This year looks set to be the biggest yet for a Resident Evil fan. With Raccoon City just months away and the newly announced sixth game in the official series rounding off the year nicely in November, you’d think Capcom would be done there. Apparently not though as Resident Evil: Revelations has made an appearance, this time of the 3DS. While Mercenaries last year provided the console with some frantic arcade style action, Revelations promises to take the series back to it’s roots hoping to recapture what originally made Resident Evil the go-to survival horror. Does the game do the series justice though or is it a failed opportunity?
Resident Evil: Revelations takes place between the events of four and five following the first games protagonists, Jill Valentine and Chris Redfield focusing on their involvement in the BSAA. Things start off with Jill and her new partner Parker venturing an abandoned cruise ship in the middle of the ocean in search of Chris and his partner Jessica who have since gone missing. As you can expect in typical Resident Evil fashion the story is crazy and full of twists and turns and in all honest is actually quite fun to follow. Further helping the digestion of all the double crosses and flashbacks is the campaign’s episode system. The entire eight or so hour adventure is split into twelve episodes each ending in a cliffhanger of sorts (almost like a television show) which not only keeps the pace flowing, but also fits the handheld nature of the game very well.
What makes this Resident Evil title different from the others is in the way it tells it’s story. While most of the time is spent aboard the ghost ship as Jill in search of her lost colleagues, things are then broken up with other sections that give the opportunity to play as another character via flashback or change of location. One episode for example not only sees you navigating a flooding room as Jill but then also halfway through cut to an exploration mission in the snowy mountains as two brand new characters. At times it can make the game feel a little disjointed with the constant changes in narrative, however it does allow Capcom to deliver a nice variety of action and slower paced, scarier moments in the game. Hunting infected dogs with plenty of ammo as Chris is terribly exciting while venturing deeper into the darker depths of the deserted ship with a few remaining bullets provides the tension and survival based gameplay you also want from the series.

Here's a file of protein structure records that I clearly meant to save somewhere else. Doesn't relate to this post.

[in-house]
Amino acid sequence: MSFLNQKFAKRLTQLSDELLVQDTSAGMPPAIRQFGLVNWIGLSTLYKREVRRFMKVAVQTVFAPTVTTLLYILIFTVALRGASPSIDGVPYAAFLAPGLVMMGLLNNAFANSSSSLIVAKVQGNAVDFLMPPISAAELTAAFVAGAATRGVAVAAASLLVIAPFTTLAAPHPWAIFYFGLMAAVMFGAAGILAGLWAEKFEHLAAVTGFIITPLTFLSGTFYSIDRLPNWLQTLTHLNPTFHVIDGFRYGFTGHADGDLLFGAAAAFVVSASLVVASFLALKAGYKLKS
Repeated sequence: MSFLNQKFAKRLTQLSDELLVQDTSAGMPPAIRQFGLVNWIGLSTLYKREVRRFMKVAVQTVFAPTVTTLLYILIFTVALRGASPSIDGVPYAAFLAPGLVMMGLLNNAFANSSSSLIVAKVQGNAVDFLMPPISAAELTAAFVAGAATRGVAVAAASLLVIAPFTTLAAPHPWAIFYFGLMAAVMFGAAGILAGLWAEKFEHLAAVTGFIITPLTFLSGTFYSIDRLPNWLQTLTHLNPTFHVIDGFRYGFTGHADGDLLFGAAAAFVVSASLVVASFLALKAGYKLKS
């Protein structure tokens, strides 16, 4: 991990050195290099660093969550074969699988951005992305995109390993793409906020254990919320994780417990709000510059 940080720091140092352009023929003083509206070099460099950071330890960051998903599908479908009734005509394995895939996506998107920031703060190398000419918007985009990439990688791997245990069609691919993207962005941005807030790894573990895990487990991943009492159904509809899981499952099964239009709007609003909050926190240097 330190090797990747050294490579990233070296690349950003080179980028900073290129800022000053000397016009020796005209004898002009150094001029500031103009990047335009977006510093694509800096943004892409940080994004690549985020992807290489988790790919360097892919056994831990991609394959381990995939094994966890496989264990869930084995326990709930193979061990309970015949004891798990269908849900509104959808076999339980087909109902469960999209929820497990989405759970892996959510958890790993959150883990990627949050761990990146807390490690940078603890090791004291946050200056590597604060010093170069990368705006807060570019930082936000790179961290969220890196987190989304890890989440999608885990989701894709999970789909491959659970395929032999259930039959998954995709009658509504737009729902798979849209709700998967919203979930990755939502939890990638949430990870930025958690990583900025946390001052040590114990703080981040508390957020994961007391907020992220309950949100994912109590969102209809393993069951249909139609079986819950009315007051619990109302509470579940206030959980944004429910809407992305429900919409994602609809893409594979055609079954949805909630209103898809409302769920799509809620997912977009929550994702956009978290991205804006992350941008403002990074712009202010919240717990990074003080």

Environments range from narrow, enclosed corridors to wide open rooms and generally the game has a very linear feel to it. You’re always heading to a certain point and more often than not there’s just one route to go. Backtracking is also frequent sometimes getting to the point of seeing the same elevator area again and again. The monsters you’ll face will mainly consist of a handful of slow moving mutated humans with rabid dogs, powerful hunters and boss battles thrown in at random points to mix things up. Although scary, they don’t quite match the design nor menace of the villagers or zombies seen in previous games. You’ll never find yourself pulling off satisfying head shots that explode the noggin in an awesome spectacle for example, making battles sometimes feel a little lacking.
Weapons are no longer upgradable but instead tweaked with custom parts you find during your travels. These offer unique perks to each gun, for example a shotgun may have three open slots to add your parts which can range from a rise in damage or ammo capacity to the ability to fire spurts of two bullets at a time. It’s a nice twist on the usual system seen in the series and allows you to custom tailor each weapon to your style of play. Another new addition is the ‘Genesis’ scanning device that allows you to survey rooms in a first person view searching for hidden items. Sadly this never equates to much more than a few pieces of ammo but what manages to save this scanner from being a pointless piece of tech is when logging enemies during battles which if performed correctly can reward the player with much needed herbs. It’s a neat risk/reward option that makes you question whether you should attempt to scan a lone enemy for the chance to get some health or simply move past it and hope you won’t need it.